Clarification and simplification of the sales tax exemption process will be a major League effort in 2014.
(Published Feb 3, 2014)
According to a recent letter from Revenue Commissioner Myron Frans, Gov. Dayton supports extending the sales tax exemption to certain special districts and joint powers entities.
Frans sent the letter on Jan. 27 to South Lake Minnetonka Police Chief Brian Litsey in response to a communication from the chief that urged the commissioner and governor to support legislation to clearly extend the new sales tax exemption to joint powers entities. Chief Litsey represents the four-city South Lake Minnetonka Police Department (SLMPD) joint powers entity.
In the letter, Frans states, “Gov. Dayton recently announced his desire to extend the sales tax exemption to certain special districts and joint powers entities that were not included in the 2013 tax bill.”
Areas of confusion
Since the sales tax exemption for cities and counties was enacted by the 2013 Legislature, many questions have been raised about which purchases are now exempt and also about the procedures that cities must use to secure the exemption.
The League will be seeking clarification on the following issues:
Joint powers entities. The law added “cities and counties” as exempt entities, but these terms have been interpreted by the Department of Revenue (DOR) to cover only those specific entities and not, for example, joint powers entities created by groups of local units of government to provide public services, like the SLMPD.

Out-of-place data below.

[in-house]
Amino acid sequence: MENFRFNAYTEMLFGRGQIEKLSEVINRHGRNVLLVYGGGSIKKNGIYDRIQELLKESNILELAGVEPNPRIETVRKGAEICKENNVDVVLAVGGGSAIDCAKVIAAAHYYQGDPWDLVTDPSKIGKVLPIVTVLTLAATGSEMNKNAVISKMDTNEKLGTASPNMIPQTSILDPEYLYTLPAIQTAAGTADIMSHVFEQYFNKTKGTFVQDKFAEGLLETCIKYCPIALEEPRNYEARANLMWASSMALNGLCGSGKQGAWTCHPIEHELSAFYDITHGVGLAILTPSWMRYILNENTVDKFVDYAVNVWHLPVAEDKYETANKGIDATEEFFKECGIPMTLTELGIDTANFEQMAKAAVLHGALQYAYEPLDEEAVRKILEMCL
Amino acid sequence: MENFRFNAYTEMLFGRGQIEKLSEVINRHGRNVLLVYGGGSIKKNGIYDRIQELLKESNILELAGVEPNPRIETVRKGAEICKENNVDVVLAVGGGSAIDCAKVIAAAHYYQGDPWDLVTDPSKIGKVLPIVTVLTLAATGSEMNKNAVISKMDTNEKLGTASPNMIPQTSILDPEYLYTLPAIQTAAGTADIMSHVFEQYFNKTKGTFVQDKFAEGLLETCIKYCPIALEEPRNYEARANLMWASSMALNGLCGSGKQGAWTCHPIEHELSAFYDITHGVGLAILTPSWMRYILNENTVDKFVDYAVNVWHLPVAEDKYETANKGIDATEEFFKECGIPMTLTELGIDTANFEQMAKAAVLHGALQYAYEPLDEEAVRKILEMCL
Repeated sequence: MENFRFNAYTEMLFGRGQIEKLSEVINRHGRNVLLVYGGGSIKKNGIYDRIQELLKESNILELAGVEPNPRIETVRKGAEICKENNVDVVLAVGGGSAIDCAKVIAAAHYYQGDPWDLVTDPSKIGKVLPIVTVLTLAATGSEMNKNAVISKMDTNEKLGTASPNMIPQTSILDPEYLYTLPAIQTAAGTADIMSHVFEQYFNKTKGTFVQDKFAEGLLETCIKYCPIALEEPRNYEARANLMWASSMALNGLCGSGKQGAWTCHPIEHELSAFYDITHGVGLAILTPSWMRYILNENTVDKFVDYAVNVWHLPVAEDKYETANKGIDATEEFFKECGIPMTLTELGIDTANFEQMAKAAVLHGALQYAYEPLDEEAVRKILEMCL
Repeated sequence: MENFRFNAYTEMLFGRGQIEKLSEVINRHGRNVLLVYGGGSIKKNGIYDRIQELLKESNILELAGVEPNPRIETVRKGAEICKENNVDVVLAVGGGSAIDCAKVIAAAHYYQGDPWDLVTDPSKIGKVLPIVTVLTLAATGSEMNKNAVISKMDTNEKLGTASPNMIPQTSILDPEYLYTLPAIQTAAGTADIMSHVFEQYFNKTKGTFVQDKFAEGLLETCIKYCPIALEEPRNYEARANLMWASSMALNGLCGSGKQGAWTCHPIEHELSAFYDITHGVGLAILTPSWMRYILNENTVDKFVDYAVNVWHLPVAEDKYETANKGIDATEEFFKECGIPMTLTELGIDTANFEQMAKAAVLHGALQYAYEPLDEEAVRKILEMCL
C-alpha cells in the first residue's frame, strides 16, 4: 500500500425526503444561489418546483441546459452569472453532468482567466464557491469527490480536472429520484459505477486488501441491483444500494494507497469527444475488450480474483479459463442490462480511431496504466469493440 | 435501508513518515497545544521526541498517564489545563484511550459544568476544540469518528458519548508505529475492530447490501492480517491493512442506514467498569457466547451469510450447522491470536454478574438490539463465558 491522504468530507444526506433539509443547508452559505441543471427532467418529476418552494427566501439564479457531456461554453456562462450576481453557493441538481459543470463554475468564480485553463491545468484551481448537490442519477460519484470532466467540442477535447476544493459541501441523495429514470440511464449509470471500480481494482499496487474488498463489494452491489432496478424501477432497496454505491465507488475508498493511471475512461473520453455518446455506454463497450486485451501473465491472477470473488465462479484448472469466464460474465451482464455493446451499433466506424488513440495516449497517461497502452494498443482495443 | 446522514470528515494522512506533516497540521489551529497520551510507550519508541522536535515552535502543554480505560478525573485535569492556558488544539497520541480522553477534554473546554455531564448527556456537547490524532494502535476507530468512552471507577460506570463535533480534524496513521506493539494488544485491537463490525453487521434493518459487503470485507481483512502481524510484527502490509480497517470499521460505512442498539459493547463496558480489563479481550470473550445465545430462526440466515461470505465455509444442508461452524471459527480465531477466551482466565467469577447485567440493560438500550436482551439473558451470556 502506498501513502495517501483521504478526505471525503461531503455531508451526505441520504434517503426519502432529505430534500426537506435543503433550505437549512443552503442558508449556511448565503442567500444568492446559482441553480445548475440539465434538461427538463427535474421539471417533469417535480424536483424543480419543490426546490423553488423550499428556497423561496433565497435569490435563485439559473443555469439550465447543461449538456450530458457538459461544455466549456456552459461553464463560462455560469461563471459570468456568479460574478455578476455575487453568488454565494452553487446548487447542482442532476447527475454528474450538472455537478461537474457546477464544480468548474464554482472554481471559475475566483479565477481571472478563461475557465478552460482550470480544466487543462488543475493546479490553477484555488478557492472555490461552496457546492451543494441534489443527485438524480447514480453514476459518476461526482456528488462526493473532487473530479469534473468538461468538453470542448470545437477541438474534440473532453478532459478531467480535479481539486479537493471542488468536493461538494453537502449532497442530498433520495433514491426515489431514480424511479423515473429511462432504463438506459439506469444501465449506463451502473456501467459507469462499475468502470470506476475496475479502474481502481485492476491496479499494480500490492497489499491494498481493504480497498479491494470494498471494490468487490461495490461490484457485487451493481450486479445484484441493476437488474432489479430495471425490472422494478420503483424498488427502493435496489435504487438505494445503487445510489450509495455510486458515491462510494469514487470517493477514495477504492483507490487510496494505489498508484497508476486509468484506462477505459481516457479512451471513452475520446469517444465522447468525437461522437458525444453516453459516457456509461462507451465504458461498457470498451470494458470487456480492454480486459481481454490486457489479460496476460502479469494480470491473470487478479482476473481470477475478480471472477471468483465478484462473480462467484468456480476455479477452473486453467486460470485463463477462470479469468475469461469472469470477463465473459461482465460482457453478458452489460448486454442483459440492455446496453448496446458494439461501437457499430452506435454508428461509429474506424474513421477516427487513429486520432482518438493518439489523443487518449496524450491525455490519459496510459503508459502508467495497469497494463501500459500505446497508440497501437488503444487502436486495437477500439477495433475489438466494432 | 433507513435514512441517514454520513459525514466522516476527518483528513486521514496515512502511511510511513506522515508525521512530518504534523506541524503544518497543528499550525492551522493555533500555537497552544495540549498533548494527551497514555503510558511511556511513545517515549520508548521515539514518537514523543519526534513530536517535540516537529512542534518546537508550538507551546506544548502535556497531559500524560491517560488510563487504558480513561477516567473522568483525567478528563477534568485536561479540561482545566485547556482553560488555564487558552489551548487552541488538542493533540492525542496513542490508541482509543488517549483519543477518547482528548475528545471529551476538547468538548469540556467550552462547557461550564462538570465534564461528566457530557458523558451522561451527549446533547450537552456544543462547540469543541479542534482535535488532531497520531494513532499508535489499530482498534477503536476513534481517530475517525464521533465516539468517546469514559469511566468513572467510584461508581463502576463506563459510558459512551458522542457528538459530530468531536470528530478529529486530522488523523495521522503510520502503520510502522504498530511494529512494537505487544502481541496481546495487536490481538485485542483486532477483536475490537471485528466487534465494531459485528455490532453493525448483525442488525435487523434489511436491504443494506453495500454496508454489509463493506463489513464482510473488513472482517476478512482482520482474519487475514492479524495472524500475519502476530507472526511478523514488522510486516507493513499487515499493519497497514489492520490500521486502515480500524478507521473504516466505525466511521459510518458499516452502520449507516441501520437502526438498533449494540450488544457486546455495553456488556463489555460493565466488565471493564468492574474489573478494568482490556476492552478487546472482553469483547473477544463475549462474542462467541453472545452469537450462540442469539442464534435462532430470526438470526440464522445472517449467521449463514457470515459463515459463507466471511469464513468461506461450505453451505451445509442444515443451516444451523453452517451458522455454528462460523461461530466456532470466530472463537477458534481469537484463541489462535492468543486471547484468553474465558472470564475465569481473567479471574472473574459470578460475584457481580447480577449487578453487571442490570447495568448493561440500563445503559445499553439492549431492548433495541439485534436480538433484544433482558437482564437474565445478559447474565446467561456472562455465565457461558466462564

Services provided by private businesses. A limitation on the exemption put into place by the 2011 Legislature, when townships received their sales tax exemption, has generated many new questions because cities and counties generally provide a wider array of services than townships.
The law states that “goods and services generally provided by a private business” are not exempt from the sales tax. While some purchases are clearly not exempt (e.g., purchases made by a public golf course), the DOR has extended the limitation to a wider array of purchases than the League believes was intended by the Legislature, and cities find it difficult to know with certainty whether certain purchases are exempt.
Construction materials. A third issue with the exemption actually extends back decades and is related to certain purchases of construction materials under a lump sum contract for materials and labor. Unless a city follows a complex and rigorous process that requires separate bidding for labor and materials and a purchasing agent agreement with a contractor, the sales tax exemption is not available for the materials. The process changes the way that construction projects are managed, and many cities have found that it will cost more to implement than they will save on the tax exemption.
The League has drafted a sales tax exemption clean-up bill that attempts to address three aspects of the city sales tax exemption:
The League expects to have the bill introduced in the first week of the 2014 legislative session. If your city has questions about the sales tax exemption, or has received guidance from the Department of Revenue on the applicability of the exemption, please contact the League staff noted at right.
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